Numismatic and History Discussions > Greek Coins

field monograms on cappadocian king coins?

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Ron C2:
I've been looking though the various sources I have, primarily Simonetta's and Mørkholm's works on these coins, in the vain hopes of finding something to make sense of the field monograms on Cappadocian coinage.

After a lot of reading of old scanned copies of numismatic chronicle, all I've really been able to determine is:

Simonetta did the first serious work on cappadocian kingly coinage and his reference numbers are used today alongside HGC to reference these.  That said, there are obvious errors in Simonetta's works, largely argued and documented by Mørkholm, but never consolidated into a useful single reference work.  For example, Simonetta misattributes some Ariarathes V coins to Ariarathes IV, making for interesting attribution challenges today.  HGC 7 tried to wade through this, but does not differentiate much between monogram and exergue marks.

The only solid work that differentiates field monograms by different reference numbers is really Simonetta, but Simonetta didn't cite every monogram and includes remarks like "off flan", "illegible", etc. and it's clear he worked with limited samples, pre-internet.  He also had not defensible theories on the meanings of inner, outer, left and right field monograms. 

Simonetta's hypothesizing about the correlation between exergue letter, in order of the greek alphabet, corresponding to regnal year is accepted by many, but Mørkholm makes an almost unbreakable case that at least in some cases (for example,  :Greek_Gamma:  :Greek_Lambda: corresponding to regnal year 33) this cannot be the case based on incidence of coins in hoards and the period in which they would have had to mint that volume. 

So all that to say, is there a modern definitive work on monograms an exergues of these coins that I am missing?  any updated and good theories on their meanings, sequencing and use? 

And because every good thread needs a photo, here is an example of HGC 811 from my collection, in this case an Arirarathes V that Simonetta mis-attributed to Ariarathes IV (i.e. Simonetta 26).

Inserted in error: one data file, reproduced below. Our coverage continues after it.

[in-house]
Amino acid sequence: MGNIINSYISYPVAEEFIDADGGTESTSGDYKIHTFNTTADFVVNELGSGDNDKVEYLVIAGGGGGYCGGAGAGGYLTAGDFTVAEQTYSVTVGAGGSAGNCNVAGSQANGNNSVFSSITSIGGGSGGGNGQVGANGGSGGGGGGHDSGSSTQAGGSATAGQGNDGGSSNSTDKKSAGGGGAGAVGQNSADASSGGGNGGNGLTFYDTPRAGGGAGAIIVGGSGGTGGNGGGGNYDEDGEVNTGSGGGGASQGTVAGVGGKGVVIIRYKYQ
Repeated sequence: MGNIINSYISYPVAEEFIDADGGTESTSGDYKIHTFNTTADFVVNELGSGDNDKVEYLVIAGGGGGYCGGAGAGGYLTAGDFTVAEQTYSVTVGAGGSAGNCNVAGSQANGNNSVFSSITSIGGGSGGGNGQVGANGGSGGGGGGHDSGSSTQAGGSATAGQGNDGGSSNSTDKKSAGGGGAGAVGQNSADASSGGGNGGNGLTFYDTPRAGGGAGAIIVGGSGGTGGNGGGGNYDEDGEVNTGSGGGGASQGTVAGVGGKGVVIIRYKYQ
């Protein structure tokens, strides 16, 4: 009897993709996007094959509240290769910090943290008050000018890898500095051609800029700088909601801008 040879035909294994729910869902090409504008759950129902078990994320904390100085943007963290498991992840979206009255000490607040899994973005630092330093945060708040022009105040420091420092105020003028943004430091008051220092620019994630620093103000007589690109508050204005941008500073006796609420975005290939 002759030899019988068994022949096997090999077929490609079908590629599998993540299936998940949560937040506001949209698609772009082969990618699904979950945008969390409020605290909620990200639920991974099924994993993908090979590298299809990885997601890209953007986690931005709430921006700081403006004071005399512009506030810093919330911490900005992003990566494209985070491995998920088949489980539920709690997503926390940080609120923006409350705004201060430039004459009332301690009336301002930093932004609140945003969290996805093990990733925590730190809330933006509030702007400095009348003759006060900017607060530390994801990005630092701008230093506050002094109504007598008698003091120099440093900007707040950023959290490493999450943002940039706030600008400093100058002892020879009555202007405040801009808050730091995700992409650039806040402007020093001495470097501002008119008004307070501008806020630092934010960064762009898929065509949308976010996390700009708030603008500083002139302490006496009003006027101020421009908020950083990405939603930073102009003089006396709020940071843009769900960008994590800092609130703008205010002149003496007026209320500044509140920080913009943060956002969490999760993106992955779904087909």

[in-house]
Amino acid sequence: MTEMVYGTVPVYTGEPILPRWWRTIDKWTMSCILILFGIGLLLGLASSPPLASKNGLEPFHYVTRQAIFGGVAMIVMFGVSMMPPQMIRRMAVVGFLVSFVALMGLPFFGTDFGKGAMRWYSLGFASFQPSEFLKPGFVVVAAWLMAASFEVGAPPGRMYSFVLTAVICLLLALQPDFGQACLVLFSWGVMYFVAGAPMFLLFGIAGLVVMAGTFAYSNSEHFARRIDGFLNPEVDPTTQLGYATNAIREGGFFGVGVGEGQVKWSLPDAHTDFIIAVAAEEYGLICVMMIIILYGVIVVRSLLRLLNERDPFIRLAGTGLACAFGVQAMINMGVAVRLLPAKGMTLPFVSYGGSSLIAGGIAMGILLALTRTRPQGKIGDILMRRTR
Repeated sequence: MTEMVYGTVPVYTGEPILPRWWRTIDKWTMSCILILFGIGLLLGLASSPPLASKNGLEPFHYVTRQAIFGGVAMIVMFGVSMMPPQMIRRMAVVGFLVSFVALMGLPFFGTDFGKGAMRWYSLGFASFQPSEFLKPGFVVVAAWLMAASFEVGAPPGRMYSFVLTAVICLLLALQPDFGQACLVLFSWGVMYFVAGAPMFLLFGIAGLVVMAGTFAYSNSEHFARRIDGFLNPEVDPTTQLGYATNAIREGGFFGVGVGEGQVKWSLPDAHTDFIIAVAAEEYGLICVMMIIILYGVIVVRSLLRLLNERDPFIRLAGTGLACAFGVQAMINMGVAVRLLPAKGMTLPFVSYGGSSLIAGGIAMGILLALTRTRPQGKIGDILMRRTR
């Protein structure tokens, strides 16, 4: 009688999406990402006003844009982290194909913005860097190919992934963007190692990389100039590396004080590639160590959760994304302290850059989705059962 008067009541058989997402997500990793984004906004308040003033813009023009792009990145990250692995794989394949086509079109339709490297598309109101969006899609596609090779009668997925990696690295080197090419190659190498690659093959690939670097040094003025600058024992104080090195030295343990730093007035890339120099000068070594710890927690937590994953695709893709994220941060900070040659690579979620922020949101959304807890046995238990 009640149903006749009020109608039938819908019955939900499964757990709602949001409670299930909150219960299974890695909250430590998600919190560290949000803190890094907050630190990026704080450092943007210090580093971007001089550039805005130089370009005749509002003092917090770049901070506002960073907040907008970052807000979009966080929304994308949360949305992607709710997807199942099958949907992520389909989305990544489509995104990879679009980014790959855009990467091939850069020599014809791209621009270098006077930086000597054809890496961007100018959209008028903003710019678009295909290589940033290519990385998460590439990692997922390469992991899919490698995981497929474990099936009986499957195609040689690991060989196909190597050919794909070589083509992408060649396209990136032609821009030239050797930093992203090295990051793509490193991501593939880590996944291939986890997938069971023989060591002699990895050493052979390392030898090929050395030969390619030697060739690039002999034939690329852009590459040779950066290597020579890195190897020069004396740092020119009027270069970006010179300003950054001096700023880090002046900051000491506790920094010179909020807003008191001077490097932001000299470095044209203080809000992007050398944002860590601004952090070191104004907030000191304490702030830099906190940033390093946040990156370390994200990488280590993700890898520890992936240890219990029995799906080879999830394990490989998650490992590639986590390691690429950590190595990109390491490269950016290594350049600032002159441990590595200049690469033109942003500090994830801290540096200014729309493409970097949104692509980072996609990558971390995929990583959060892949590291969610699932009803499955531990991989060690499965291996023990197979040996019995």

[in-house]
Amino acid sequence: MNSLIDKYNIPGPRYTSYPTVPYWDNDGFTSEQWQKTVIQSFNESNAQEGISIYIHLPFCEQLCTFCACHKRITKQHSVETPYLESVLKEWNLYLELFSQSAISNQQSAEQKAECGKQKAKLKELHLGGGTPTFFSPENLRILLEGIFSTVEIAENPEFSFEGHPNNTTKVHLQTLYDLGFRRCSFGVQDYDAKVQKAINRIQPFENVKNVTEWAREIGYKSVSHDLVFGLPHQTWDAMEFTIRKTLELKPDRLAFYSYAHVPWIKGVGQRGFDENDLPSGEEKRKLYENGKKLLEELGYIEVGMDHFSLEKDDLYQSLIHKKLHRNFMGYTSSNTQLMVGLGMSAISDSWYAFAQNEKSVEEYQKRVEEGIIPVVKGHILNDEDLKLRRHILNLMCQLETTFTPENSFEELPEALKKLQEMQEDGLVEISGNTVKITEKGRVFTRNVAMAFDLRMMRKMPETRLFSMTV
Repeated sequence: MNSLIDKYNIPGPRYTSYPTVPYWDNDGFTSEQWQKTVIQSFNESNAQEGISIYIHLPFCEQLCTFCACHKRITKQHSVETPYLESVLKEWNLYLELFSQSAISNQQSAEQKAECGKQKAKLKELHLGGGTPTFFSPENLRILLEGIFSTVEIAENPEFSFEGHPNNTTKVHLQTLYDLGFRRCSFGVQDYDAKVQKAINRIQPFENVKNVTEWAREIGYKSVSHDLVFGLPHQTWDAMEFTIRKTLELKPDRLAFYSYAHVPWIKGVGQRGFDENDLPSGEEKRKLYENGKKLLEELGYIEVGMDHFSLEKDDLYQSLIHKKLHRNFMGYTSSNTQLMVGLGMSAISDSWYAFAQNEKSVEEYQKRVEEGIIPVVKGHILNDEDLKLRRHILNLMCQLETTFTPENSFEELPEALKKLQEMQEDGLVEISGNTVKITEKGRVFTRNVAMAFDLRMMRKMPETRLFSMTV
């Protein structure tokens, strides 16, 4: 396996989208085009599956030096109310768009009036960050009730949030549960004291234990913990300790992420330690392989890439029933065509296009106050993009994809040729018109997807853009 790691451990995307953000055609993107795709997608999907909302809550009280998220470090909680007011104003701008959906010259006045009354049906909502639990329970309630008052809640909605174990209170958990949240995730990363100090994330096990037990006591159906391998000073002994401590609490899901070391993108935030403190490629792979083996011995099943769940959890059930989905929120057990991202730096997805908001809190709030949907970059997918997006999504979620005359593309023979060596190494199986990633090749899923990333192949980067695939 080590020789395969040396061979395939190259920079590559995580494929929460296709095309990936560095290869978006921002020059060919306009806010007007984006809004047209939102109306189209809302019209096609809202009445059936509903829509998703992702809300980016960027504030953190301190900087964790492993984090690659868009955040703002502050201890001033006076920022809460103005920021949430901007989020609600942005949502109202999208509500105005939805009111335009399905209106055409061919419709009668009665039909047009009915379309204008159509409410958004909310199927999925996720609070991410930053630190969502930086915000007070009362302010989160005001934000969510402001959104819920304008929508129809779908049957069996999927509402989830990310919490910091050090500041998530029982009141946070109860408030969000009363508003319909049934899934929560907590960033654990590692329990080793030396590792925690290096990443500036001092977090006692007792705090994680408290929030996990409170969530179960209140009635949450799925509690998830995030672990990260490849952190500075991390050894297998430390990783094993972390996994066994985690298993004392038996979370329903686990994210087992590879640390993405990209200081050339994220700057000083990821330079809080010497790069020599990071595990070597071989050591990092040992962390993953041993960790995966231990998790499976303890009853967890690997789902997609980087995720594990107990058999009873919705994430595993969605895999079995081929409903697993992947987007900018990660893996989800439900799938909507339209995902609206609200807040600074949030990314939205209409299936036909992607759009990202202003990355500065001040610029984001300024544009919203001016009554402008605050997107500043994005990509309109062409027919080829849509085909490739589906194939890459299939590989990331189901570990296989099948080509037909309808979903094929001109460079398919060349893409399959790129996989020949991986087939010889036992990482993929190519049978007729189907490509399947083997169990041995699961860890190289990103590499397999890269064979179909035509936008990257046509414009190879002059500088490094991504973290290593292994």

A lovely coin.  Monograms are frustrating because they usually can be resolved in several different ways.  A wile ago a fellow besieged the Forum with his argument that monograms, rather than representing magistrates' names, indicated the number of coins or the amount of metal issued.  I do not think he convinced many.

Ron C2:
If anything, I was thinking they likely refer to a moneyer or officina official overseeing that batch's production.  But that is only a guess having read a number of theories.

I was also hoping more had been done on whether exergues actually correlate to regnal year, and an accepted explanation for when observed cases make this unlikely.

Portraits do age as the numbers get higher.

Ron C2:
Definitely true. However, there are some rulers where the numbers don't add up.  For example Ariarathes V regnal year 33 coins. There are something like 5 times more of them in circulation than any other regnal year. The output was likely not possible for a single year Mazaka.

I think the regnal year system is likely right, but not universally so, and the exceptions aren't well understood. Mørkholm wrote a paper on this for the numismatic chronicle which I generally accept as accurate.


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